Protect Your Business
By: Scott Willman, Compliance, BSA, Fraud Intervention
The second edition of our Fraud Blog focuses on the most financially damaging method of online fraud: Business Email Compromise (BEC). Most importantly, this edition provides tips on how you can insulate your business from fraud losses. It’s not meant to downplay the severity of recent ransomware attacks that are deserving of the headlines they’ve garnered far and wide. BEC, on the other hand, is more common and causes more financial damage in totality.
According to the FBI Crime Report for 2020, more than 19,000 businesses suffered losses totaling over $1.8B through BEC scams. BEC losses triple the next leading cybercrime. The surge in online business communications nowadays has increased the pool of potential targets for fraudsters. The Federal Trade Commission began sending alerts in March of 2020, in the early stages of the COVID-19 pandemic. One important finding was that small and mid-sized businesses are much more vulnerable given their inability to fund effective cybersecurity programs. If your business uses email for payment communications, you must run a tight ship.
So how does BEC work?
Fraudsters target businesses that routinely send wire transfers and communicate with vendors via email. They typically target a “key employee,” such as a bookkeeper, by sending them a malicious email (i.e., phishing/spoofed emails) to trick the key employee into thinking they are communicating with a trusted person.
Here’s an example: A criminal gathers information about your company on your website and other various channels. Next, they disguise themselves as one of your regular providers, sending your bookkeeper an email that looks similar to the emails your regular provider sends. It often comes with an invoice carrying a different mailing address or different banking information than what your regular provider uses. Your bookkeeper believes they have valid information and sends payment. The money, of course, is sent to the fraudster's account and is whisked away quickly. On average, this very scam costs businesses over $100,000 per transfer.
How can you protect your business?
As more business is done through digital technology, the importance of having solid IT knowledge at your disposal can’t be understated. Use IT security professionals as a resource to help train your employees, and to help customize any digital payment procedures. Making confirmation calls to verify your payment instructions may seem bothersome, but it’s for the good of all parties involved. In closing, we encourage you to be proactive and implement safeguards before fraud strikes your business. Below are five helpful tips we hope you will consider implementing in your business’ operations:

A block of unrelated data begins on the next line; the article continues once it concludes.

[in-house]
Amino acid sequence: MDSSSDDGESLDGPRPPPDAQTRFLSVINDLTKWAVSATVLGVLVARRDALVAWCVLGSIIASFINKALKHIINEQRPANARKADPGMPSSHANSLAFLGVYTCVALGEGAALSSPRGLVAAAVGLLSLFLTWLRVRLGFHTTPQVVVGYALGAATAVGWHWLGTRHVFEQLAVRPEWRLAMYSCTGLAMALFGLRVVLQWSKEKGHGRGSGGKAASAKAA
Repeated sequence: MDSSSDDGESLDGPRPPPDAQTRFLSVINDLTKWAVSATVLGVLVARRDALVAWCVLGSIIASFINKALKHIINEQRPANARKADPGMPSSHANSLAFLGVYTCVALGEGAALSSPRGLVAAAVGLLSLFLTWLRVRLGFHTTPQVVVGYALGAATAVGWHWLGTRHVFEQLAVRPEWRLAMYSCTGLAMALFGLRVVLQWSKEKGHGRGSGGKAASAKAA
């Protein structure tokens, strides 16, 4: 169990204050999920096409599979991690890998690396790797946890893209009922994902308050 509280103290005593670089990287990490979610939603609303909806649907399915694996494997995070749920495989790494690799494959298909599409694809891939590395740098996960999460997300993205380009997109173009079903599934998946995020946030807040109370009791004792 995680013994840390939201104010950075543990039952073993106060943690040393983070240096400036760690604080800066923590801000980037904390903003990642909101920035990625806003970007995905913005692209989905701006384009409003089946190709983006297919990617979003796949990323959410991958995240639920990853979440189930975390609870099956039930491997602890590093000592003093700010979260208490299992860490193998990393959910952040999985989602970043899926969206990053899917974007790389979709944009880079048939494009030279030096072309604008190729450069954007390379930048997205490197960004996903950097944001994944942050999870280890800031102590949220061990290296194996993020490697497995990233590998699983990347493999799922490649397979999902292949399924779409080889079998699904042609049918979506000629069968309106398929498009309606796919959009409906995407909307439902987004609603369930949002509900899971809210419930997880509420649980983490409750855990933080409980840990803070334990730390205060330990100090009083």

- Don’t pinch pennies on cybersecurity. Have capable IT resources to call upon if you don’t staff them.
- Verify payment and purchase requests by calling your designate point of contact to make sure it is legitimate. If your contact informs you of a change in account number or payment procedures, always verify it by speaking directly with your trusted point(s) of contact.
- Constantly coach and remind your staff about email security. Employees who process payments must be attentive to detail. Everyone should know not to click on anything in an unsolicited email or text message asking to update or verify account information. Look up vendors' publicly listed phone numbers on your own (don’t use the one a potential fraudster is providing), and call the company to ask if the information is correct.
- Get in the habit of carefully examining email addresses, URLs, and spelling used in any correspondence. Fraudsters use slight differences to trick your eye and gain your trust.
- Be careful what you download. Never open an email attachment (i.e., invoice) from someone you don't know. Email attachments are a common way of installing malicious software on your company's computers. Be especially wary if the requestor is pressing you to act quickly.